Dream job in the logistics industry

Logistikbeirat Sachsen-Anhalt is looking for young talent in new ways

The Geman federal state of Saxony-Anhalt is using its locational advantage in the centre of Europe to develop its logistics industry. Logistikbeirat Sachsen-Anhalt (a logistics advisory committee based in Saxony-Anhalt) has decided to pool the experiences of service providers and users in this sector and network them. A major issue for the committee is the joint search for modern ways to attract specialist staff.

Martin Berg knew he wanted to be a train driver from the age of three, as both his parents worked on the railways. A secondary school certificate, passion for technology and reliability are the requirements for the three-year course at Mitteldeutsche Eisenbahn GmbH (MEG) in the city of Merseburg in the south of the federal state. In the second year of his course, Martin Berg had been on a shunting locomotive and in the third year he moved long, heavy trains on the electric locomotive. With a train driver's license in his pocket, he now controls shunting and electronic locomotives for MEG.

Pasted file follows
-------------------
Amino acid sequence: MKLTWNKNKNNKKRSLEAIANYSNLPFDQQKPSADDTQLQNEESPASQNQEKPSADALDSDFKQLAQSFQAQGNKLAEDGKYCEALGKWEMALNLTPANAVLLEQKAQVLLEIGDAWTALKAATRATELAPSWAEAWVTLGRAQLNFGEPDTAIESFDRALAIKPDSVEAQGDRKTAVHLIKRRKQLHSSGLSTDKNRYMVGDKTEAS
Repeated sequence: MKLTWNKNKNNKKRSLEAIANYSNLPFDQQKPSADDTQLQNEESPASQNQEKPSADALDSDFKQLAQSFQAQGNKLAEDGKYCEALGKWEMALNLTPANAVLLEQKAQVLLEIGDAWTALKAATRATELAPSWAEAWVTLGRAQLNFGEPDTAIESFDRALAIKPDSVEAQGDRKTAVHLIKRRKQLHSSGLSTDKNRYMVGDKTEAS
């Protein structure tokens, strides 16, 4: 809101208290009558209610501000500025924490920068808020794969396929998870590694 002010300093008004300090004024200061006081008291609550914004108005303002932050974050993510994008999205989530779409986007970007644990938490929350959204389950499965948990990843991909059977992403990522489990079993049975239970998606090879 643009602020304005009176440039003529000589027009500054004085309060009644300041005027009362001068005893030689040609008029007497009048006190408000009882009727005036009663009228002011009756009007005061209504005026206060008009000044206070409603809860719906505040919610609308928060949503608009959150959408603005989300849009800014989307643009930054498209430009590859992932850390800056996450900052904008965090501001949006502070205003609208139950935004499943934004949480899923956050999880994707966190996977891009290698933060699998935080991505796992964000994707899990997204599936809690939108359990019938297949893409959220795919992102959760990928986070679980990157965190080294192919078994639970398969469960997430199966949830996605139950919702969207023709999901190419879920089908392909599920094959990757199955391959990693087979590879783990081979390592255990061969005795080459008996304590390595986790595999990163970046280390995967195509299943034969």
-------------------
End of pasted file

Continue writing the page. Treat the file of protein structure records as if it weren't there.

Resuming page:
As a reliable dispatcher, Ariana Strauß controls their routes, so that they can start on time and reach their destination safely. "You have to be communicative and memorise a lot - this is the perfect job for me," says the young lady with a beaming smile. Both young employees are happy to stay in their homeland.

But how do young people find the job that suits them exactly? And what can companies do to help young people find their way into their businesses?

"We recently implemented the idea of advertising for apprenticeships at MEG using image videos," says Michael Koch, managing director of Mitteldeutsche Eisenbahn GmbH. Train driver Martin Berg and dispatcher Ariane Strauß think of themselves as part of this - next to industrial mechanics and mechatronics engineers. "It is many a boy's dream to drive trains and to be able to repair them as well" says MEG's managing director.